Unless you’ve been living in a cave for the last week, which given the current state of events doesn’t actually sound too unappealing, you’ll be familiar at this point with President Donald Trump’s new domestic security policy, in which he has barred citizens of seven majority-Muslim countries from entering the US for a 90 day period.
Naturally, the overwhelming global response to Trump’s process of ‘extreme vetting’ has been one of outrage, with residents of the UK’s major cities even taking to the streets in a simultaneous protest on Monday 30th January, not only expressing their disdain for the ban and Theresa May’s complicity with the policy following her visit to the US and liaison with Trump, but also uniting in support of Muslims and refugees. Needless to say, the shockwaves felt in the wake of such an act have emanated throughout the globe, with many reporting their feelings of surprise and repulsion at Trump’s commitment to a policy which he put forward in his 2016 presidential campaign; one that few people expected would actually materialise.
The effects of Trump’s attack on members of the Islamic faith have been felt by countless citizens of the seven targeted countries, with many left stranded and unable to return to relatives in the US, or even detained at airports. A creative sphere that has also been affected by the ban is the film world. A notable example is that of Asghar Farhadi, the Iranian director behind the critically-acclaimed 2011 marriage drama, A Separation, whose 2016 film, The Salesman, earned him a nomination for Best Foreign Language Film at the upcoming 2017 Academy Awards.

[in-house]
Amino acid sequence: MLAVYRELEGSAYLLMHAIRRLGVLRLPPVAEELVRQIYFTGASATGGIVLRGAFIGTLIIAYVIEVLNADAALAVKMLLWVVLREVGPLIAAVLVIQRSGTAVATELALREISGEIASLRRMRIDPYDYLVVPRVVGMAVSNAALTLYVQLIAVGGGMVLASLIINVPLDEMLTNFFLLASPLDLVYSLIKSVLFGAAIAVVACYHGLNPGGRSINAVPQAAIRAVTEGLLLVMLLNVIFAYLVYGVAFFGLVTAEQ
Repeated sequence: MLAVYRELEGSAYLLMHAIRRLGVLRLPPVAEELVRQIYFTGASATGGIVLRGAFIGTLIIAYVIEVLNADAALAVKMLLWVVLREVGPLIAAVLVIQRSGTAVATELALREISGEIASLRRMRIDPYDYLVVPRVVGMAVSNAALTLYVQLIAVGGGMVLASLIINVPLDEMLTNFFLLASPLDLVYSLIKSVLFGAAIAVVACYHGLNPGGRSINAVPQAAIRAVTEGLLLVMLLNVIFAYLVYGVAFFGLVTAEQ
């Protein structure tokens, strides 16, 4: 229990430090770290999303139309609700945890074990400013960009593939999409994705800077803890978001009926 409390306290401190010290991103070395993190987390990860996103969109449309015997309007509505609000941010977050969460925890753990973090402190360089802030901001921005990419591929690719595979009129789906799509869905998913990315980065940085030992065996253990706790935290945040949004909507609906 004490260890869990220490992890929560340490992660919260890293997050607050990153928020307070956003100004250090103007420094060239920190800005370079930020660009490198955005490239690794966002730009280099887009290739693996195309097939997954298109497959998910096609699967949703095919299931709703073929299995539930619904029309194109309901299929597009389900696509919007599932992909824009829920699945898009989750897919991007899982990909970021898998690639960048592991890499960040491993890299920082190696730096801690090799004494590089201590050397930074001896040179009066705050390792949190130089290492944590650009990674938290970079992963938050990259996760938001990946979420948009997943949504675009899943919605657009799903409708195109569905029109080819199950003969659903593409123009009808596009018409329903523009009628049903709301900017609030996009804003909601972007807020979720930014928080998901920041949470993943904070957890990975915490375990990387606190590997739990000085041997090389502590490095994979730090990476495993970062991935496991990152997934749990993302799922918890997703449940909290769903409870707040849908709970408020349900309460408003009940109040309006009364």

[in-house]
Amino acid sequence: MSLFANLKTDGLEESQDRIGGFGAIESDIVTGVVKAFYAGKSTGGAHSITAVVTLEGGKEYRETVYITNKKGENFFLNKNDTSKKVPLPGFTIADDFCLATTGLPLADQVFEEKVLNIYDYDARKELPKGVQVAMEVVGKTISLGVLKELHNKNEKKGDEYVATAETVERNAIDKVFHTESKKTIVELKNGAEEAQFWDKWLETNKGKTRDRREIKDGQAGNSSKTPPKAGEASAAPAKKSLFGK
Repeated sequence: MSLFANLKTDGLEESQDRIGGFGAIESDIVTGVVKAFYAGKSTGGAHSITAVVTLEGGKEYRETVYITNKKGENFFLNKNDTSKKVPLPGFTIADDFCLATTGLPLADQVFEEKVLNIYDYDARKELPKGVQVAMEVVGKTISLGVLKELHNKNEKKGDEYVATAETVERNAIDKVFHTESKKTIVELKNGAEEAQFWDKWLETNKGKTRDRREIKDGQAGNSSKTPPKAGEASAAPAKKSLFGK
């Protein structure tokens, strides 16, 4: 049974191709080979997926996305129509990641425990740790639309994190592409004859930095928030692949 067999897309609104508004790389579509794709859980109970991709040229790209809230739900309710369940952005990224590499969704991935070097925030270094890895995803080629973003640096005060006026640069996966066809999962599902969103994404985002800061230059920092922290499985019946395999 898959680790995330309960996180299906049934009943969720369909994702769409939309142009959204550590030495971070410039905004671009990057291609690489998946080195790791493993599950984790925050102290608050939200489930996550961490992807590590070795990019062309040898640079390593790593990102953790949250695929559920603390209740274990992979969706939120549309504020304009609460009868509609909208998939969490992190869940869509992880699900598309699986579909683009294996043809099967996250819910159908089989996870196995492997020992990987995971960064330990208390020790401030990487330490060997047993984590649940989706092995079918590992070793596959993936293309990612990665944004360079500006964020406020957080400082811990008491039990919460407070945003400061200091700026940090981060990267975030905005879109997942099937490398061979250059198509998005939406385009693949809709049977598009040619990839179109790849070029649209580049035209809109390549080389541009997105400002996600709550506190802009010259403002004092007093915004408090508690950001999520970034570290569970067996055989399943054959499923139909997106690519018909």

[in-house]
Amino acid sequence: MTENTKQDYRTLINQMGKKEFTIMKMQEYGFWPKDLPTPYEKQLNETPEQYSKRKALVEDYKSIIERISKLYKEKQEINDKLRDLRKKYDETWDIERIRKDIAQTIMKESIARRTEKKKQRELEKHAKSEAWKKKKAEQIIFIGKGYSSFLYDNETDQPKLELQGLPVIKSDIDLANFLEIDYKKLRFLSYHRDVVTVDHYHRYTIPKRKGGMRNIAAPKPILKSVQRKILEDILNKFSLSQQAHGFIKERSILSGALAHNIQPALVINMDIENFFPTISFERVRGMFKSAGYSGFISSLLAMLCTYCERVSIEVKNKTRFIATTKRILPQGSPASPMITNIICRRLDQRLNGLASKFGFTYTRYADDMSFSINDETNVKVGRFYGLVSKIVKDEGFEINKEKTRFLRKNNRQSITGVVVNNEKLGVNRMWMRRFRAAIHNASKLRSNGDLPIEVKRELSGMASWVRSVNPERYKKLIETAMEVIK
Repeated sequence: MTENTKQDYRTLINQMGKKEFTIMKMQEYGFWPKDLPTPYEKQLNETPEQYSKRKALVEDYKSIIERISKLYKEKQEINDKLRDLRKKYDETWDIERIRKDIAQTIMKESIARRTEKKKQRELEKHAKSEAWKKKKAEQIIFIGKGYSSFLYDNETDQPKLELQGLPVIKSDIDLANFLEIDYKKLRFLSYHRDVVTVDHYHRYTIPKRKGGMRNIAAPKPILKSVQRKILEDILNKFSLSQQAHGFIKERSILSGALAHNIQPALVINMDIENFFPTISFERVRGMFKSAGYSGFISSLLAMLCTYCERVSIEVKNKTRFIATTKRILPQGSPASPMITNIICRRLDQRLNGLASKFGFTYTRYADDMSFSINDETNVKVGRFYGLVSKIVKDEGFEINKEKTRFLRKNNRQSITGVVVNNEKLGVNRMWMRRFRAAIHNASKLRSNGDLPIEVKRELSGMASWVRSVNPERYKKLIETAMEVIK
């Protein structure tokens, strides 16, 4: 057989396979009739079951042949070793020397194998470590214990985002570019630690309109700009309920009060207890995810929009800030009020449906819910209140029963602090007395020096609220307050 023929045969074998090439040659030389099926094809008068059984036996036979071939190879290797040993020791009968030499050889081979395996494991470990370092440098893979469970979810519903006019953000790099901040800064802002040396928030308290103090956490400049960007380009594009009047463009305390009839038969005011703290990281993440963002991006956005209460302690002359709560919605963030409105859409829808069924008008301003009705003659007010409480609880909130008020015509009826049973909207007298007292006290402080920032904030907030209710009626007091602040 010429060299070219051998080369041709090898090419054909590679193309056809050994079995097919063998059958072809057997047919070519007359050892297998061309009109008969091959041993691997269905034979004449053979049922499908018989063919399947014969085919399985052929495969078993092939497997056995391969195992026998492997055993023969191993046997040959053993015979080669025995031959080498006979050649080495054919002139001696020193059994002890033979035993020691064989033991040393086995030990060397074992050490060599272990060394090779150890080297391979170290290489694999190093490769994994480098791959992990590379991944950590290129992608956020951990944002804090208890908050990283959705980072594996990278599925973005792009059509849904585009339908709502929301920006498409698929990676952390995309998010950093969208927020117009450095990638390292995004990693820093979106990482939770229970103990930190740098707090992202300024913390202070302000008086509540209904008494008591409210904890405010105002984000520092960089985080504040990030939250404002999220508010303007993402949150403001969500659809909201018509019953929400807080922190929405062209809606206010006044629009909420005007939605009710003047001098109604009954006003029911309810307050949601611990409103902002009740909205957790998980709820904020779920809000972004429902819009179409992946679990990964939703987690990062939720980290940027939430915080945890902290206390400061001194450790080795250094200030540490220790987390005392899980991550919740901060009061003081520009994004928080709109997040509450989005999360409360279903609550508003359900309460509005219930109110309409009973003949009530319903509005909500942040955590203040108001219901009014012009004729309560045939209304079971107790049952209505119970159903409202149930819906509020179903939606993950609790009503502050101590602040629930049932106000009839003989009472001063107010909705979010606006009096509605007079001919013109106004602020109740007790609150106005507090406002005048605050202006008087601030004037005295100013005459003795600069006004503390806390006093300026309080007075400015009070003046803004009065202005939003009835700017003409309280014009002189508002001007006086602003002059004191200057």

Farhadi, who has been working as a successful director and screenwriter since 1997, was born in Iran in 1972, and has received a multitude of award nominations for his work. Under the conditions of Trump’s recently-imposed Muslim ban, the question of whether or not Farhadi will be legally permitted to attend the 89th Oscars ceremony hangs in the balance. Trita Parsi, director of the Iranian American Council confirmed via Twitter that Farhadi would not be allowed to attend the ceremony, but whether or not an exemption will be granted for Farhadi is still unclear.
What is perhaps most ironic and saddening about the possibility that Asghar Farhadi won’t be permitted to enter the US for the Oscars is not only the fact he won’t be able to reap the rewards and recognition he deserves for his contributions to cinema, but also the way in which his films explore the differences between communities, genders and classes in such a nuanced way. At such an uncertain and formidable time for the world, it’s uniting forces we can all take solace in, such as cinema, which ought to be celebrated. President Trump’s actions seek only to drive an even greater division between communities, and Farhadi is one of the many undeserving citizens of these seven Muslim countries who have been affected.
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